We argue that assessing the level of crime concentration across cities has four challenges: (1) how much variability should we expect to observe; (2) whether concentration should be measured across different types of macro units of different sizes; (3) a statistical challenge for measuring crime concentration; (4) the temporal assumption employed when measuring high crime locations.
We use data for 42 cities in southern California with at least 40,000 population to assess the level of crime concentration in them for five different Part 1 crimes and total Part 1 crimes over 2005–2012. We demonstrate that the traditional measure of crime concentration is confounded by crimes that may simply spatially locate due to random chance. We also use two measures employing different temporal assumptions: a historically adjusted crime concentration measure, and a temporally adjusted crime concentration measure (a novel approximate solution that is simple for researchers to implement).
There is much variability in crime concentration over cities in the top 5 % of street segments. The standard deviation across cities over years for the temporally adjusted crime concentration measure is between 10 and 20 % across crime types (with the average range typically being about 15–90 %). The historically adjusted concentration has similar variability and typically ranges from about 35 to 100 %.
The study provides evidence of variability in the level of crime concentration across cities, but also raises important questions about the temporal scale when measuring this concentration. The results open an exciting new area of research exploring why levels of crime concentration may vary over cities? Either micro- or macro- theories may help researchers in exploring this new direction.
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This spatial randomness assumption is used to construct an appropriate baseline measure; for a discussion of proper baselines, see (Hipp et al. 2011). And this is consonant with the approach in the literature of assessing the level of crime concentration in cities regardless of the characteristics of smaller geographic units.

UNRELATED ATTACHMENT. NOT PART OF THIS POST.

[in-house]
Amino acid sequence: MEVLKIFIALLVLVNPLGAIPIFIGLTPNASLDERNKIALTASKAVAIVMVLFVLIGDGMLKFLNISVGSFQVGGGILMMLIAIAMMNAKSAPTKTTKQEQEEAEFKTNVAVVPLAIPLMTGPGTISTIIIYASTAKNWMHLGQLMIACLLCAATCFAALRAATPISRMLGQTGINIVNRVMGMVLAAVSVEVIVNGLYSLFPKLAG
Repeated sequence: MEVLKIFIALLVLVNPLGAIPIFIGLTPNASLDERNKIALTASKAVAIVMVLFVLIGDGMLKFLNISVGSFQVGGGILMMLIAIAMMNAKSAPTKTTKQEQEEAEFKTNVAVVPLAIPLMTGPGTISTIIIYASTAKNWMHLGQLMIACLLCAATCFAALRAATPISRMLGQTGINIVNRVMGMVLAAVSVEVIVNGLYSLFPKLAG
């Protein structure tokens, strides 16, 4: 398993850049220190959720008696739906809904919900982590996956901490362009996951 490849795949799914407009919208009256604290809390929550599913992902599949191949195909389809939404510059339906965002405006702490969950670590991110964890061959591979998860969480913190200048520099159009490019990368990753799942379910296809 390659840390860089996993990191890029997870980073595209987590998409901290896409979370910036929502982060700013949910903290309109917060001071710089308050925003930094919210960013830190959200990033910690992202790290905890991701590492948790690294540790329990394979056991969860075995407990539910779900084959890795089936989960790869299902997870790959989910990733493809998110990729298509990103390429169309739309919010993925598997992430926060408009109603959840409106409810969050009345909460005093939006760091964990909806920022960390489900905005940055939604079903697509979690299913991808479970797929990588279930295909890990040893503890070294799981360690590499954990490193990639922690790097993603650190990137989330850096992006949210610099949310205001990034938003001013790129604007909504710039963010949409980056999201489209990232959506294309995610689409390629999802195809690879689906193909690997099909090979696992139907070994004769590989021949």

Given that random chance is driving those in the first category of segments—those that have an unexpectedly high number of crimes in a particular year—it is extremely unlikely that there would be something systematically driving this. If there is something systematic about them, this would imply that they instead belong in the second category, as they were legitimately high crime segments in one year but then changed the following year.
If one wished to construct a theory at the level of the micro-units, one would need to posit at least two classes of high crime street segments: (1) consistently high crime segments; (2) variable high crime segments. And this would require an explanation for the existence of these latter segments that vary between high and low crime levels from year to year. Whereas most existing micro-geography theories explain why some locations have more or less crime, this would instead require a theory of some characteristic(s) that cause certain locations to be locked in an equilibrium in which they fluctuate between high and low crime levels from year to year. We are aware of no such theory.
In city A, 1 segment has 10 crime incidents and the other 19 have 1, thus: (1*10) + (19*1) = 29 crime incidents. The one segment (the top 5 %) has 10/29 of the crime incidents, or 34.5 %. In city B, 6 segments have 10 incidents and the other 14 have 1, thus: (6*10) + (14*1) = 74 crime incidents. The top segment (the top 5 %), has 10/74 of the crime incidents, or 13.5 %.
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This research is supported in part by NIJ Grant 2012-R2-CX-0010.
An erratum to this article is available at https://doi.org/10.1007/s10940-017-9349-6.
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Hipp, J.R., Kim, YA. Measuring Crime Concentration Across Cities of Varying Sizes: Complications Based on the Spatial and Temporal Scale Employed. J Quant Criminol 33, 595–632 (2017). https://doi.org/10.1007/s10940-016-9328-3